China Calls for Calm Between Sudans

Posted April 24th, 2012 at 12:35 pm (UTC-5)
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China's leader is calling for restraint from the two Sudans, after South Sudan's President Salva Kiir said Sudan has “declared war” on his country.

Mr. Kiir made his remarks Tuesday during talks with Chinese President Hu Jintao in Beijing.

“It comes at a very critical moment for the Republic of South Sudan because our neighbor, Khartoum, has declared war against the Republic of South Sudan. I have undertaken this visit because of the relationship that I value with China. China is one of our economic and strategic partners.”

Chinese state television later reported Mr. Hu stated he hopes both Sudans will cease conflicts along their border and settle their issues through peaceful negotiations.

Sudan and South Sudan have been on the edge of full-scale war for weeks because of disputes over borders and oil revenue. China is a major buyer of oil from both countries.

Sudan's president, Omar al-Bashir, said Monday there will be no further talks and that the south only understands the language of “guns and ammunition.”

South Sudanese officials say Sudanese warplanes dropped bombs overnight in Panakwach, an area of the south's Unity State.

The White House Tuesday condemned the attacks. White House spokesman Jay Carney said the United States calls on both governments to agree to an immediate cease-fire and recommit to peace negotiations.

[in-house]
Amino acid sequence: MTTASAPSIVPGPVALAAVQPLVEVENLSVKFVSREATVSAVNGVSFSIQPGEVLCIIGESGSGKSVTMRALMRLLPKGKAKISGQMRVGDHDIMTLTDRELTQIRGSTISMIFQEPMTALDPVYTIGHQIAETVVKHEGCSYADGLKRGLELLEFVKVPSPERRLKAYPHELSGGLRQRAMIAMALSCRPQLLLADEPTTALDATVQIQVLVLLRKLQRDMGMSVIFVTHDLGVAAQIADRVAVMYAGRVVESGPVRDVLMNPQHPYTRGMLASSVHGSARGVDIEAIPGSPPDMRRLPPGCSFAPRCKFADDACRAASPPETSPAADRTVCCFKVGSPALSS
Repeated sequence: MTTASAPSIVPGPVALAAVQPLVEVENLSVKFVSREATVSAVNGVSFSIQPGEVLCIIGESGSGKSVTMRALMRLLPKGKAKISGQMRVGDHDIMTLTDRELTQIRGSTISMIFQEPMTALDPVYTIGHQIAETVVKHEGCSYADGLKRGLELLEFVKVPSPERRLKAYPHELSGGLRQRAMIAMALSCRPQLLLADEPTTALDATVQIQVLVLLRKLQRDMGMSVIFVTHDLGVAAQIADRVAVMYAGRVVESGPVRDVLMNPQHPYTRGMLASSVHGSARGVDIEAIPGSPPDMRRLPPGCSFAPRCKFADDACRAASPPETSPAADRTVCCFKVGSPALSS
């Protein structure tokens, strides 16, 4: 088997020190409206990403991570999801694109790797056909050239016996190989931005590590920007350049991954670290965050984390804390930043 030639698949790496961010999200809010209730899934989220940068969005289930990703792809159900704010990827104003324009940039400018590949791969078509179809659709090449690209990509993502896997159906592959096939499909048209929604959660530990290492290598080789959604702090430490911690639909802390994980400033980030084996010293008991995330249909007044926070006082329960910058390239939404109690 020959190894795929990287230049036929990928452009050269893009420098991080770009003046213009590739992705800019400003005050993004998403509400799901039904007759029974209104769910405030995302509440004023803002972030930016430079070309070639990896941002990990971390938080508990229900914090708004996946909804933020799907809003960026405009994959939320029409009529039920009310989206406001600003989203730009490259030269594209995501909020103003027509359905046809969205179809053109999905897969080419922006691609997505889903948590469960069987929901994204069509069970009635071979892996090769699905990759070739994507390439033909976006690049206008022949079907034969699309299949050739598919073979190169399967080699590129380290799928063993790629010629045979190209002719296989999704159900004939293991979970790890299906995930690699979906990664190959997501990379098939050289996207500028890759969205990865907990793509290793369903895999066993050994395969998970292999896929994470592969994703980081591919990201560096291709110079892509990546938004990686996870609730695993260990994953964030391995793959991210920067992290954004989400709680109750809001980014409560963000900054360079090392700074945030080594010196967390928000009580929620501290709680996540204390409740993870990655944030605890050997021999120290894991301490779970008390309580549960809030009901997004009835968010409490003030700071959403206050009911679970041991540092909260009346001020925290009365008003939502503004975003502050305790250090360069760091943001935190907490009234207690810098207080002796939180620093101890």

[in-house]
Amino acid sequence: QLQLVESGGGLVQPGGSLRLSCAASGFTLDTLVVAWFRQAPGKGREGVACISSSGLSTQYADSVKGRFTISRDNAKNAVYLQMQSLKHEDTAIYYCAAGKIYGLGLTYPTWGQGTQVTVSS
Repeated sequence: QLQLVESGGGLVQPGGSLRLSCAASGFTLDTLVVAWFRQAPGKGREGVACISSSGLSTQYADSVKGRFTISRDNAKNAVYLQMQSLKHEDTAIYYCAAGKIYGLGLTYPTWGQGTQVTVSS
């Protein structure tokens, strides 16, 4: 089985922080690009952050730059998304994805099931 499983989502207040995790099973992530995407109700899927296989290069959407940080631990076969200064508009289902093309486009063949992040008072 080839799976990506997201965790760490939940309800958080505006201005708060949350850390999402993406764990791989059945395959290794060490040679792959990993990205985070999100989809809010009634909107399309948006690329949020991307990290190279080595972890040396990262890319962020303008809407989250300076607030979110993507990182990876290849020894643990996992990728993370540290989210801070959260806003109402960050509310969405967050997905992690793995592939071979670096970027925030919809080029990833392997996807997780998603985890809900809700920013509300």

On Monday, officials and witnesses said another Sudanese air attack killed at least three people in and around the border town of Bentiu.

The deputy head of South Sudan's military intelligence, Mac Paul, accused Sudan of “continuous provocations” since the south withdrew its forces from the Heglig region in recent days.

South Sudan occupied Heglig, an oil-producing area claimed by both sides, earlier this month. The south says it made an orderly and voluntary pullout from Heglig last week, following international pressure to withdraw. Sudan says it retook the area by force.

Sudanese troops celebrated in Heglig Monday. Sudanese Major General Kamal Abdul Marouf characterized the recapture as a military victory.

“We killed and destroyed them. Their dead bodies amounted to 1200 and they also lost military vehicles, tanks, weapons and large quantities of ammunitions.”

Sudan and South Sudan previously fought a 21-year civil war that killed more than two-million people. The war ended with a 2005 peace agreement that included an independence referendum for the south.